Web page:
Motel Project starts in 2008 and evolves in three stages or performative situations through which the concept takes form: Prima stanza (2008), Seconda stanza (2010) and Anticamera (2011). As the authors themselves declare, Motel is “a unit of time, an equally familiar and deserted place; the room of secrets, lovers, whores, assassins’ sanctuary, the travelers’ rest”, a non-place, as Marc Augè used to say, defined by intimacy and mystery, absorbing the unmentionable story of those who live there, exuding millions of words and illusions in total silence.
Or even emphasized by sounds and songs as its soundtracks, revealing the cinematographic nature weighting on the place – faithfully rebuilt through the stylistic choice of bare almost minimalists interiors, and decorated by vintage (Prima stanza), or openly kitsch, more colorful and crowded with objects tapestries (Seconda stanza). The entire project is filled with iconographic references from cinema (David Lynch) to photography and painting (Hopper).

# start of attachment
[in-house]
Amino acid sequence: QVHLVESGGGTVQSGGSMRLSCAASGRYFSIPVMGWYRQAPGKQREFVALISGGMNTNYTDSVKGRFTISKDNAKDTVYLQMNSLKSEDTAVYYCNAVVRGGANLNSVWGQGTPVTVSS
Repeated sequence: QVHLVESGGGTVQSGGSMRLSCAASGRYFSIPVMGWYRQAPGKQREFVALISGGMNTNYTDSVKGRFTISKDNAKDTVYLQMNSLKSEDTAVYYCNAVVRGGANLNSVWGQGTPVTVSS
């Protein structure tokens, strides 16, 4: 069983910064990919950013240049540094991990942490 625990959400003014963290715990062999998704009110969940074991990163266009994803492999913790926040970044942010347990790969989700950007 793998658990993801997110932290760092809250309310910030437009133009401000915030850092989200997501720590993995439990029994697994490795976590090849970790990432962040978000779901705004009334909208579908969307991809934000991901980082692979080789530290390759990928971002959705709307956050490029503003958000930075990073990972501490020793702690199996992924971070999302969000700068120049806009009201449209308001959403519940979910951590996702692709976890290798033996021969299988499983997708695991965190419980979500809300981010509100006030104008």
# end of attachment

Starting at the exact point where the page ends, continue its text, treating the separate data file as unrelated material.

Anticamera, the third episode of the series presented at Fèsta was installed in its shorter version (Anticamera Ep). It is a piece that emphasizes the most the movie dimension. Its theatrical language approaches the one performed by the videocamera,even though it is not present on the stage. In fact, the scene is empty, deep, a black space from which emerges a white and empty cube; the performer, with her back against the light, withdraws until she gets swallowed by the squared space at her back. The song chosen for this first movement (the beautiful revisitation of Song to the Siren performed by This Mortal Coil in 1983) confers solemnity to the action and at the same time opens to the most diverse interpretations, dragged to that focus target where all eyes are pointed to, becoming the cinema-eye; that is, becoming an active source in relation to the scene itself.